Once you get closer to picking a home to make an offer on, you can then provide your loan lender more specific details to get accurate information.
Question #27: Will It Be Leasehold or Freehold?
Most houses are freehold, where you own the land that your house sits on as well as your home. As a freeholder you’d be responsible for maintaining your property and land.
Most flats are leasehold property. While you may own your property in the building, you don’t always have a stake in the building itself and the land that it sits on.
Note: A leasehold property can also come with share of freehold.
This is a crucial question you need to ask as a first time home buyer. Know what extra expenses you will have and what exactly you are responsible for.
It is also important to confirm how many years remain on a leasehold property as this is the first thing a mortgage lender will look for.
As a rule, whilst you have the right to pay to extend the lease of a property once you’ve owned it for 2 years or more, any leasehold with less than 68 years remaining, lenders aren’t as keen to lend on.
Question #28: How Soon Can You Move In?
Sometimes home-owners are looking to move out right away. However sometimes the current owners won’t be moving out for a couple of months.
Is there any repairs on the house which prevents it from being moved into? When will the current owners be moving out?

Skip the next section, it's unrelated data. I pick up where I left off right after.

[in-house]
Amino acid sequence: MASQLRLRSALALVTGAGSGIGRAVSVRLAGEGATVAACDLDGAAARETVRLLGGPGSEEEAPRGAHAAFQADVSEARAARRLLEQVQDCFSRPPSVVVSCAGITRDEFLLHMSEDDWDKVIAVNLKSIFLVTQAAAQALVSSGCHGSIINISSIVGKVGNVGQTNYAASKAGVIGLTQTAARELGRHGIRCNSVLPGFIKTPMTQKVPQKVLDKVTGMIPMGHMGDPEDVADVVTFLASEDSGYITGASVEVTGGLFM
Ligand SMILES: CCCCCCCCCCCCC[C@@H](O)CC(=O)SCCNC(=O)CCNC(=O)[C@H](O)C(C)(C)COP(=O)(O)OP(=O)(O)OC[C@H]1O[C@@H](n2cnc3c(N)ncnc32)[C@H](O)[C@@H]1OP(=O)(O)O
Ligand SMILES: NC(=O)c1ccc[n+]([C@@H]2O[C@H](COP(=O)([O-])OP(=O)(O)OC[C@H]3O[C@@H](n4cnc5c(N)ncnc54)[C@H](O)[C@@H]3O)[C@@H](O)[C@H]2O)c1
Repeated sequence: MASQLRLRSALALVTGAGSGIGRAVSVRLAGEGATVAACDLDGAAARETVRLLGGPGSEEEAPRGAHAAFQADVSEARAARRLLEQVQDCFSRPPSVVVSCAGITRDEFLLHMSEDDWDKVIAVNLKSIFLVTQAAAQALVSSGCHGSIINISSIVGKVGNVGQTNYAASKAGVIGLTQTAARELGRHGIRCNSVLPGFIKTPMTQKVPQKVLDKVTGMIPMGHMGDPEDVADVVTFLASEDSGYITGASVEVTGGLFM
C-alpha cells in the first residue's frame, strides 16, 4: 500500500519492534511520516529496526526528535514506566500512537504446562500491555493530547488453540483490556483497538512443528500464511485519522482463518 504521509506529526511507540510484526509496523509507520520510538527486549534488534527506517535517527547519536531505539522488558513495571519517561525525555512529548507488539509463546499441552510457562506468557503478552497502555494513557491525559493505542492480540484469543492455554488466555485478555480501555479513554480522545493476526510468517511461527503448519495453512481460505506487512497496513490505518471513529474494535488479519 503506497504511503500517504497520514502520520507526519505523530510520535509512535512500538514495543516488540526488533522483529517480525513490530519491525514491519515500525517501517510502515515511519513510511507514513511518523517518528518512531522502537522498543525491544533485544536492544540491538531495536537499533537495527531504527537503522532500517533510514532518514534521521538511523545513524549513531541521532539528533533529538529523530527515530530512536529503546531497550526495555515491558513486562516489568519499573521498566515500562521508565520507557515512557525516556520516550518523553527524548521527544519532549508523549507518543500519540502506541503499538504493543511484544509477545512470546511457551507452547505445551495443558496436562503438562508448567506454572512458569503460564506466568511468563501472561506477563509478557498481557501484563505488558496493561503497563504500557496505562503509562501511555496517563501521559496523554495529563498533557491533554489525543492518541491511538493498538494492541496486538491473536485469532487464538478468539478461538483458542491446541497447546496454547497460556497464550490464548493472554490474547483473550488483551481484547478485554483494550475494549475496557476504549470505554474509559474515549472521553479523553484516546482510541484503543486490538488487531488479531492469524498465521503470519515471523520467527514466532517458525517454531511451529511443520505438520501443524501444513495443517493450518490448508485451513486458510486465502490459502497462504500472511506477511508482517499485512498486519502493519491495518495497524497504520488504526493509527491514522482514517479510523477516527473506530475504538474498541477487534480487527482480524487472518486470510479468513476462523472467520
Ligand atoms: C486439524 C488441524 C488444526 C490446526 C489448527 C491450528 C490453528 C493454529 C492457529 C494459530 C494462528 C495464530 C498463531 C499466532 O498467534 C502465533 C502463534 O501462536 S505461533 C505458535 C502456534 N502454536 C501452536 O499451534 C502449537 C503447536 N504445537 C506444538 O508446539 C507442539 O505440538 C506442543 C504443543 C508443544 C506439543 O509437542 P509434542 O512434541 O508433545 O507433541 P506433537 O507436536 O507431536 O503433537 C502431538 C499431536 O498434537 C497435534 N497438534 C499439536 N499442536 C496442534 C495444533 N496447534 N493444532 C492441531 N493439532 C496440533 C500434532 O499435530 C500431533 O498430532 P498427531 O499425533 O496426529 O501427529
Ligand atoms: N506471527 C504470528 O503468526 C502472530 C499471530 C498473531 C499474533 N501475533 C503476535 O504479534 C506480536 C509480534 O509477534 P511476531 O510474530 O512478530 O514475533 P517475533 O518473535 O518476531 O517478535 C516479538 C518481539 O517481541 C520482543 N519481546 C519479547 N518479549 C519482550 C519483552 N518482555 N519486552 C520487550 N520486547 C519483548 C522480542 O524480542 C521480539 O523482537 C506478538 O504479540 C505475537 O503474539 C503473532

These factors will need to be considered when making a decision that’s best for you and your family.
Being upfront about your own timeline will save time and stress in the long run.
Question #29: What’s The Minimum Offer They Will Accept?
It’s a simple question to ask, but don’t underestimate the power of asking the minimum offer they will accept. It could ultimately save you thousands of pounds by asking.
Many sellers will meet you somewhere in between the offers, especially if the house has been on the market for a long period of time or if other factors are at play.
The bottom line is real estate agents and sellers want to both make money, and sometimes you can leverage this information to make it work for all parties involved.
Question #30: What’s Your Favourite Part Of The House?
This question might catch the seller off guard, however it’s important to get an honest answer if it’s going to be your next home.
You might learn something positive about the area that you might not have known otherwise.
Whether it’s a close-knit community, a favourite place in their home, short walk to the grocery store, or favourite time of day where the sun shines on the patio.
Get the insider information while you can and maybe it will become your new favourite.
Now Over to You
Hopefully through this guide and by asking the right questions, you gain some valuable knowledge about your future home.
The most important thing to remember is to do thorough research and take your time. This will big a huge life decision but of the most joyous you can make.
Just think of all the exciting times you will have in your new home!
What questions were you surprised to see on the list? What stage are you at in the home buying process?
Some additional resources you might find useful: